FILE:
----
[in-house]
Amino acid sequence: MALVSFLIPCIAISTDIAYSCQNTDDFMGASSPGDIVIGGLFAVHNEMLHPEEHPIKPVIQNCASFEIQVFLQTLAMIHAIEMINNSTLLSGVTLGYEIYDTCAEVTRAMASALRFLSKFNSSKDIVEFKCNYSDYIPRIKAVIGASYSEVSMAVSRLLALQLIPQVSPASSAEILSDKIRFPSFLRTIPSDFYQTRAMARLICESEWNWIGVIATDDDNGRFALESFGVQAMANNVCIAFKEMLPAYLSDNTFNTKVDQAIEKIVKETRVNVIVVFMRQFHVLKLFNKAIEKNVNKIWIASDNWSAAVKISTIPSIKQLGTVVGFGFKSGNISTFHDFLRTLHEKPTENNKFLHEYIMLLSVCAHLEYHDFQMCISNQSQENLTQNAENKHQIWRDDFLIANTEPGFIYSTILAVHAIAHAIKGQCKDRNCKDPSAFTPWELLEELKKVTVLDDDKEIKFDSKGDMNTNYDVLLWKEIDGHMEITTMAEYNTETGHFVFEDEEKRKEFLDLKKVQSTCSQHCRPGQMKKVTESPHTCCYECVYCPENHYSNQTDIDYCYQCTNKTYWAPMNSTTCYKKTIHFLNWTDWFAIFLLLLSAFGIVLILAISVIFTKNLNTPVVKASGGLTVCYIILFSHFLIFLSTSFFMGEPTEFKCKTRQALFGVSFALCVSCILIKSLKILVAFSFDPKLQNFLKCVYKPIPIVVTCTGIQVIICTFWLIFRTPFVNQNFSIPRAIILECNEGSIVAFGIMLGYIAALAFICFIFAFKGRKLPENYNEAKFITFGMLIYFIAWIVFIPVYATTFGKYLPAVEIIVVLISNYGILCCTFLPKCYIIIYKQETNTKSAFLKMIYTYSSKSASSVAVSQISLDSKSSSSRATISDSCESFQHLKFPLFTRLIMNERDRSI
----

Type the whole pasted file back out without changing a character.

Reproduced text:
[in-house]
Amino acid sequence: MALVSFLIPCIAISTDIAYSCQNTDDFMGASSPGDIVIGGLFAVHNEMLHPEEHPIKPVIQNCASFEIQVFLQTLAMIHAIEMINNSTLLSGVTLGYEIYDTCAEVTRAMASALRFLSKFNSSKDIVEFKCNYSDYIPRIKAVIGASYSEVSMAVSRLLALQLIPQVSPASSAEILSDKIRFPSFLRTIPSDFYQTRAMARLICESEWNWIGVIATDDDNGRFALESFGVQAMANNVCIAFKEMLPAYLSDNTFNTKVDQAIEKIVKETRVNVIVVFMRQFHVLKLFNKAIEKNVNKIWIASDNWSAAVKISTIPSIKQLGTVVGFGFKSGNISTFHDFLRTLHEKPTENNKFLHEYIMLLSVCAHLEYHDFQMCISNQSQENLTQNAENKHQIWRDDFLIANTEPGFIYSTILAVHAIAHAIKGQCKDRNCKDPSAFTPWELLEELKKVTVLDDDKEIKFDSKGDMNTNYDVLLWKEIDGHMEITTMAEYNTETGHFVFEDEEKRKEFLDLKKVQSTCSQHCRPGQMKKVTESPHTCCYECVYCPENHYSNQTDIDYCYQCTNKTYWAPMNSTTCYKKTIHFLNWTDWFAIFLLLLSAFGIVLILAISVIFTKNLNTPVVKASGGLTVCYIILFSHFLIFLSTSFFMGEPTEFKCKTRQALFGVSFALCVSCILIKSLKILVAFSFDPKLQNFLKCVYKPIPIVVTCTGIQVIICTFWLIFRTPFVNQNFSIPRAIILECNEGSIVAFGIMLGYIAALAFICFIFAFKGRKLPENYNEAKFITFGMLIYFIAWIVFIPVYATTFGKYLPAVEIIVVLISNYGILCCTFLPKCYIIIYKQETNTKSAFLKMIYTYSSKSASSVAVSQISLDSKSSSSRATISDSCESFQHLKFPLFTRLIMNERDRSI